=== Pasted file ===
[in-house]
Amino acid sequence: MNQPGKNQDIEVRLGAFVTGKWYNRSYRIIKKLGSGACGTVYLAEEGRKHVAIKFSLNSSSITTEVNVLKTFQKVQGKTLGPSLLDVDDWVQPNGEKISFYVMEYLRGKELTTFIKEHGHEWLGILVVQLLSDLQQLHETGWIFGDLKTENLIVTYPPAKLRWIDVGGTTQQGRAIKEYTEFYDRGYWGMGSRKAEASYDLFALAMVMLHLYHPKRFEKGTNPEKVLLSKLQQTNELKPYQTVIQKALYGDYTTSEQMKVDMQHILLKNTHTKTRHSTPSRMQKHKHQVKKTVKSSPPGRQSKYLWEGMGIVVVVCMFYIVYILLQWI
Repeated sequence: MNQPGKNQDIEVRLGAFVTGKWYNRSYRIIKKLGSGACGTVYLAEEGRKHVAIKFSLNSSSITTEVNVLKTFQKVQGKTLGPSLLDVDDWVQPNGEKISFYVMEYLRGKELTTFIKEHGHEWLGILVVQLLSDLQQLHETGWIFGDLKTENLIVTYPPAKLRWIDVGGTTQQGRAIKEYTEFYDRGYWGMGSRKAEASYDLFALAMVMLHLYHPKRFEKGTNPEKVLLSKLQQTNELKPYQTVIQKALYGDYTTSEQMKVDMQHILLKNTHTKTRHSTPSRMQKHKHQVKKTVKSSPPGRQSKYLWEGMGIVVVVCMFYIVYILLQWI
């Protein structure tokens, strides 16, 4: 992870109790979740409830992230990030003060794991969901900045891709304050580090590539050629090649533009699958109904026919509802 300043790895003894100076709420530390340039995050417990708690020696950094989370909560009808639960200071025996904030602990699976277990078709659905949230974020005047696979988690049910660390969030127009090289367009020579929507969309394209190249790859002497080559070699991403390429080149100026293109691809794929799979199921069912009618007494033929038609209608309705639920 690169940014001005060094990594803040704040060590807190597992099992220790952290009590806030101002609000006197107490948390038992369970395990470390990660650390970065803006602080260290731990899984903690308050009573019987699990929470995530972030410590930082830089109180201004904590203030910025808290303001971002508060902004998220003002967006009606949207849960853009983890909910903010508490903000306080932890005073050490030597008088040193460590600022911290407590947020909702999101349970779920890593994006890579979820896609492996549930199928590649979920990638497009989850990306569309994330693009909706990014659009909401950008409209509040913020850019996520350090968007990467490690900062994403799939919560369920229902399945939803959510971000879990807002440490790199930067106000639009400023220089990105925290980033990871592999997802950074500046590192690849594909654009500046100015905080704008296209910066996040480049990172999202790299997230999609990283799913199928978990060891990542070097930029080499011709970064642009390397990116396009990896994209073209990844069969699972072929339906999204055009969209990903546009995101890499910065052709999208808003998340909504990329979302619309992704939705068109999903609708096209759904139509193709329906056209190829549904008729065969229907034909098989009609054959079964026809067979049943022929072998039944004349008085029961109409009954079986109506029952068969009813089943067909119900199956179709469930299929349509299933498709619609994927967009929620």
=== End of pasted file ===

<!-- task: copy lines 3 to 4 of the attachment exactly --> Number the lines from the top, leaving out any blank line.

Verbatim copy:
Repeated sequence: MNQPGKNQDIEVRLGAFVTGKWYNRSYRIIKKLGSGACGTVYLAEEGRKHVAIKFSLNSSSITTEVNVLKTFQKVQGKTLGPSLLDVDDWVQPNGEKISFYVMEYLRGKELTTFIKEHGHEWLGILVVQLLSDLQQLHETGWIFGDLKTENLIVTYPPAKLRWIDVGGTTQQGRAIKEYTEFYDRGYWGMGSRKAEASYDLFALAMVMLHLYHPKRFEKGTNPEKVLLSKLQQTNELKPYQTVIQKALYGDYTTSEQMKVDMQHILLKNTHTKTRHSTPSRMQKHKHQVKKTVKSSPPGRQSKYLWEGMGIVVVVCMFYIVYILLQWI
């Protein structure tokens, strides 16, 4: 992870109790979740409830992230990030003060794991969901900045891709304050580090590539050629090649533009699958109904026919509802 300043790895003894100076709420530390340039995050417990708690020696950094989370909560009808639960200071025996904030602990699976277990078709659905949230974020005047696979988690049910660390969030127009090289367009020579929507969309394209190249790859002497080559070699991403390429080149100026293109691809794929799979199921069912009618007494033929038609209608309705639920 690169940014001005060094990594803040704040060590807190597992099992220790952290009590806030101002609000006197107490948390038992369970395990470390990660650390970065803006602080260290731990899984903690308050009573019987699990929470995530972030410590930082830089109180201004904590203030910025808290303001971002508060902004998220003002967006009606949207849960853009983890909910903010508490903000306080932890005073050490030597008088040193460590600022911290407590947020909702999101349970779920890593994006890579979820896609492996549930199928590649979920990638497009989850990306569309994330693009909706990014659009909401950008409209509040913020850019996520350090968007990467490690900062994403799939919560369920229902399945939803959510971000879990807002440490790199930067106000639009400023220089990105925290980033990871592999997802950074500046590192690849594909654009500046100015905080704008296209910066996040480049990172999202790299997230999609990283799913199928978990060891990542070097930029080499011709970064642009390397990116396009990896994209073209990844069969699972072929339906999204055009969209990903546009995101890499910065052709999208808003998340909504990329979302619309992704939705068109999903609708096209759904139509193709329906056209190829549904008729065969229907034909098989009609054959079964026809067979049943022929072998039944004349008085029961109409009954079986109506029952068969009813089943067909119900199956179709469930299929349509299933498709619609994927967009929620």